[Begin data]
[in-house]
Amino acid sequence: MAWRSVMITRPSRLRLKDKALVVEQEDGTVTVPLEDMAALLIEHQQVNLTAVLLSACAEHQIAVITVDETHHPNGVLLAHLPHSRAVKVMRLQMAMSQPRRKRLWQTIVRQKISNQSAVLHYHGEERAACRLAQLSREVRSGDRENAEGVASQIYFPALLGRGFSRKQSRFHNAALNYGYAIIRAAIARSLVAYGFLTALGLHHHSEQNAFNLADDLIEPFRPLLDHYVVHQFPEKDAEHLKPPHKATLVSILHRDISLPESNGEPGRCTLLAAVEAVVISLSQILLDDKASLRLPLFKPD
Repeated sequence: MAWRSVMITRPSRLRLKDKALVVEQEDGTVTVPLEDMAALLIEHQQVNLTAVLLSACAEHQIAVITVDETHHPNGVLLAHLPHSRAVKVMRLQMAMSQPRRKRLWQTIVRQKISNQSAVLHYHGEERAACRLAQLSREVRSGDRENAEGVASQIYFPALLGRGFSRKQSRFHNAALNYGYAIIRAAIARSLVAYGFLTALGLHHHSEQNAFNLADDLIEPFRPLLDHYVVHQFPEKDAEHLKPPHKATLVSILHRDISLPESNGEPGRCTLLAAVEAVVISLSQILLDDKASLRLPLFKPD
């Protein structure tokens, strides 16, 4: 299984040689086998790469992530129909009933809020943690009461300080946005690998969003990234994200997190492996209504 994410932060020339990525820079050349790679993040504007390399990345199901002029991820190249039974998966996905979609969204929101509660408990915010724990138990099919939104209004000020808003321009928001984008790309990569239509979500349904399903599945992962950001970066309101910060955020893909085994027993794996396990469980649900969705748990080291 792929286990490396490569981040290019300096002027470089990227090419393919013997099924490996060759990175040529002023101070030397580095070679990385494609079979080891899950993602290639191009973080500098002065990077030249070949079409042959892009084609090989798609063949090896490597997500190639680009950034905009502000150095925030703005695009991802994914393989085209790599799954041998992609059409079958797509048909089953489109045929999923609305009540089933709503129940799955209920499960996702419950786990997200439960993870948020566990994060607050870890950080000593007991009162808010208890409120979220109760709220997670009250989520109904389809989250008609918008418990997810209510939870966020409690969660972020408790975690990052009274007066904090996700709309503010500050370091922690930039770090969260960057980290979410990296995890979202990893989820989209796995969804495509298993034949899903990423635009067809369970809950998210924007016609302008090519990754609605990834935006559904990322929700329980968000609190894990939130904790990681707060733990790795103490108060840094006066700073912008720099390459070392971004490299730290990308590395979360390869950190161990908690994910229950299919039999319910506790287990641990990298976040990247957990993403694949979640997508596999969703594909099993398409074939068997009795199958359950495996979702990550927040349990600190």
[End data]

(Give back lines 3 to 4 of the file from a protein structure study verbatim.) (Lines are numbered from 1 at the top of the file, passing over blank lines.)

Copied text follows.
Repeated sequence: MAWRSVMITRPSRLRLKDKALVVEQEDGTVTVPLEDMAALLIEHQQVNLTAVLLSACAEHQIAVITVDETHHPNGVLLAHLPHSRAVKVMRLQMAMSQPRRKRLWQTIVRQKISNQSAVLHYHGEERAACRLAQLSREVRSGDRENAEGVASQIYFPALLGRGFSRKQSRFHNAALNYGYAIIRAAIARSLVAYGFLTALGLHHHSEQNAFNLADDLIEPFRPLLDHYVVHQFPEKDAEHLKPPHKATLVSILHRDISLPESNGEPGRCTLLAAVEAVVISLSQILLDDKASLRLPLFKPD
């Protein structure tokens, strides 16, 4: 299984040689086998790469992530129909009933809020943690009461300080946005690998969003990234994200997190492996209504 994410932060020339990525820079050349790679993040504007390399990345199901002029991820190249039974998966996905979609969204929101509660408990915010724990138990099919939104209004000020808003321009928001984008790309990569239509979500349904399903599945992962950001970066309101910060955020893909085994027993794996396990469980649900969705748990080291 792929286990490396490569981040290019300096002027470089990227090419393919013997099924490996060759990175040529002023101070030397580095070679990385494609079979080891899950993602290639191009973080500098002065990077030249070949079409042959892009084609090989798609063949090896490597997500190639680009950034905009502000150095925030703005695009991802994914393989085209790599799954041998992609059409079958797509048909089953489109045929999923609305009540089933709503129940799955209920499960996702419950786990997200439960993870948020566990994060607050870890950080000593007991009162808010208890409120979220109760709220997670009250989520109904389809989250008609918008418990997810209510939870966020409690969660972020408790975690990052009274007066904090996700709309503010500050370091922690930039770090969260960057980290979410990296995890979202990893989820989209796995969804495509298993034949899903990423635009067809369970809950998210924007016609302008090519990754609605990834935006559904990322929700329980968000609190894990939130904790990681707060733990790795103490108060840094006066700073912008720099390459070392971004490299730290990308590395979360390869950190161990908690994910229950299919039999319910506790287990641990990298976040990247957990993403694949979640997508596999969703594909099993398409074939068997009795199958359950495996979702990550927040349990600190």